What are the ideal storage conditions for this material mix? Well, the one thing I can tell you is that there are no ideal storage conditions for this. You can just try to keep the climate stable but you will certainly knock off some bars for some materials.

And what about the techniques used? Well, wood will be sawed and joined, glass will be blown, metal can be pierced, bent, rolled, pressed, welded, spot-welded, riveted, soldered, screwed,… Are you still with me?
So, if you are detail-orientated like most registrars are, you will find many, many things to register. Take into account that each component like an electronic tube has its own manufacturer and year of construction, has its own purpose like amplifier tube or rectifier tube and technical data like voltage and power that separates it from the other components that might look similar at first glance. And this is just a simple radio. You don’t have moving parts like little electric motors and drive belts you will find in a tape recorder. And it’s far, far away from the things a car consists of.

Beyond technical data: the context

Human beings use technology to shape their environment. And vice versa technology shapes human beings. Don’t believe us? Just take a look at people waiting at a bus stop today and try to remember how it was ten years ago. While then they were reading newspapers or books or were staring as life went by, nowadays most people stare at their smartphone. So technology shapes our behavior and this is a fact since the first human discovered that he or she could use a stone as a tool.

Coming back to our radio, the use of this device changed people’s lives. Before its invention, you got news from the newspapers, about a day after they happened. With the invention of radio broadcasts you had the news only a few minutes or hours after they occurred. When radio came up, it was a sensation. There were only few broadcasts, not the 24/7 broadcasts we are used to today. When something was broadcasted, often the whole family would gather around the radio to listen – in the early days every family member with a headphone.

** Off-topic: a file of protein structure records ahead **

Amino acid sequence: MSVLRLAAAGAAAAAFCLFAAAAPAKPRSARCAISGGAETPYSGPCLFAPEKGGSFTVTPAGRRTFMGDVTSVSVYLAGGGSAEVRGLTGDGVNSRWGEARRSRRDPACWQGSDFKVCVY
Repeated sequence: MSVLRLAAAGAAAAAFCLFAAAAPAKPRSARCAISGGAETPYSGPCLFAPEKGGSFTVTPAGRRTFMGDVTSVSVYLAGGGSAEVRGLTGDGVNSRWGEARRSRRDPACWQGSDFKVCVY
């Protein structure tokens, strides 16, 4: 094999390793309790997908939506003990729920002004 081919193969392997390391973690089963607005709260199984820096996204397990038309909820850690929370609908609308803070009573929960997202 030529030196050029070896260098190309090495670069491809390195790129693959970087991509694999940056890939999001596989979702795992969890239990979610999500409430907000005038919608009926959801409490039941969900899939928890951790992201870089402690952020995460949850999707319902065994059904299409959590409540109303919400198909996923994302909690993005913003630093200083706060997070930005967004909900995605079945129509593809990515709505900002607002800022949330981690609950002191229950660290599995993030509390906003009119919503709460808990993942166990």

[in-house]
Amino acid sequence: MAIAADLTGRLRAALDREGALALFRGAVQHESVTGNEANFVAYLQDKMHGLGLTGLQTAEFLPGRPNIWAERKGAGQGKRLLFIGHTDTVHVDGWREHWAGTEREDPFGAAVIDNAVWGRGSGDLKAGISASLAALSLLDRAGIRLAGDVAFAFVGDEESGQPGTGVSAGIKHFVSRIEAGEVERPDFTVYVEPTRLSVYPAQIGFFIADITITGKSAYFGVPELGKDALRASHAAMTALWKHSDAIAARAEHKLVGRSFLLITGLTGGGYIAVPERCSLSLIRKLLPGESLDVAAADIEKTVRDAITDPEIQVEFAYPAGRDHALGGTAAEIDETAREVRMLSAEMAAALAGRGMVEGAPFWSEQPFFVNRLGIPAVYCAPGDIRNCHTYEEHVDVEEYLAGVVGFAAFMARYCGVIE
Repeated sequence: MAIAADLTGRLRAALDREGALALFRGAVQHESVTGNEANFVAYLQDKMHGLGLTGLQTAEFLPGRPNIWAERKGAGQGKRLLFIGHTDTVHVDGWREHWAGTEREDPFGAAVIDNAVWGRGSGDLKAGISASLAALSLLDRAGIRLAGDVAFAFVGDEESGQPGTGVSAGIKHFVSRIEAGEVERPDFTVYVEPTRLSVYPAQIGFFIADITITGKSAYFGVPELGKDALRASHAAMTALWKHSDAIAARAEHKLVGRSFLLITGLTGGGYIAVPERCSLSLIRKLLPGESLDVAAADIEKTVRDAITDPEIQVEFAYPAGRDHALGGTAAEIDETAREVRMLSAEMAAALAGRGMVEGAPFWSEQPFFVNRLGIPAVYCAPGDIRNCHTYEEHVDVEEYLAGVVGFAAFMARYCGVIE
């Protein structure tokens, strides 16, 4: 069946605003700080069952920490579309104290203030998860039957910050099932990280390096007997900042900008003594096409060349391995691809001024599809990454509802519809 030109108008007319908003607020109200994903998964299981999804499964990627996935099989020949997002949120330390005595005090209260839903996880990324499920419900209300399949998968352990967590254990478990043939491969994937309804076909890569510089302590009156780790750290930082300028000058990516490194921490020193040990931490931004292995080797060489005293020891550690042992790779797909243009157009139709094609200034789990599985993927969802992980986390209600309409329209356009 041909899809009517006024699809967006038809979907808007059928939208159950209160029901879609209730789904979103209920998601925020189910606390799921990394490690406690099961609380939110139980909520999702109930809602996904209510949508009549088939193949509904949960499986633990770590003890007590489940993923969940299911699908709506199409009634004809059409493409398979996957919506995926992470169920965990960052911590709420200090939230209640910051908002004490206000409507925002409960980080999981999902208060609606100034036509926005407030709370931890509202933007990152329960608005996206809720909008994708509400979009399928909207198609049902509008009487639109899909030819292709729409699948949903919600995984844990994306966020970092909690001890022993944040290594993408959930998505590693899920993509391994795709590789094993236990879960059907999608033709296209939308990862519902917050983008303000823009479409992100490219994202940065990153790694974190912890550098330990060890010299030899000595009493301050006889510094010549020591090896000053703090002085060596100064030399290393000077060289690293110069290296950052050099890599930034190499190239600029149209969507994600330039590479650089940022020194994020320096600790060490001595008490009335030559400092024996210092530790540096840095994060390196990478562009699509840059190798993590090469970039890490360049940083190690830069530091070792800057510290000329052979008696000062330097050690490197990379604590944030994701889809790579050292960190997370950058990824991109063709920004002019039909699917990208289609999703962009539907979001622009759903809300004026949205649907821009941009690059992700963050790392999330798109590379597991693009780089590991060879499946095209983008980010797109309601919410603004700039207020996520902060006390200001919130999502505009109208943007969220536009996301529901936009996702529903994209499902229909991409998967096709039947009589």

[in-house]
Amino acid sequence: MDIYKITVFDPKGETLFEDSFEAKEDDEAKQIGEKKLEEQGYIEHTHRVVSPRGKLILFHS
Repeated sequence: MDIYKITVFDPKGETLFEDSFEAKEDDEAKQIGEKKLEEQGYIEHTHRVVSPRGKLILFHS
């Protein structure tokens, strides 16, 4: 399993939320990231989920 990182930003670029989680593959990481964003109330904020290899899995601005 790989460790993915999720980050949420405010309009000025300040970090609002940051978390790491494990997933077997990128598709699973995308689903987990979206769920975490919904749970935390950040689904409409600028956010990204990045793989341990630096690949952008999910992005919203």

Young child listening to a radio, 1920-1930 (Item is held by John Oxley Library, State Library of Queensland.)

Manufactured radios were scarce and expensive, so many people started to build radios themselves. It was a tremendous do-it-yourself movement. Manufacturing developed soon and in the 1920’s German manufacturers developed plans to build an affordable radio by sharing costs through standardization. It is often believed that the “Volksempfänger” VE 301 was a development pushed by Hitler, but in fact the plans reach back much further.
After the war the use and role of radio changed. Efforts were made to make the radio a portable device which could be done effectively after the invention of the transistor. When TV came up, it pushed aside radio as the place the family would gather around in the evenings. Listening to the radio became an activity done alongside another, more important activity like cooking, ironing or driving a car. That’s where radio is until now – well, not quite. With internet radio humanity has broken up the limitations of just being able to listen to radio stations within the reach of the own antenna. It was possible to listen to radio stations around the world through short wave even in the earliest radio times, but then it was still necessary to understand the technology involved. The right device, the right length and shape of antenna, propagation conditions… Nowadays you just turn on your little WLAN radio device and flip through a station list that allows you to listen to a country station in the Middle-West, a samba or bossa nova station in Brazil or some traditional music in Mongolia. You don’t need to know how it works, you just need to know how to handle your device (given, some menus are so complicated to understand that you just wish they were as easy and logical as the calculation of a dipole antenna).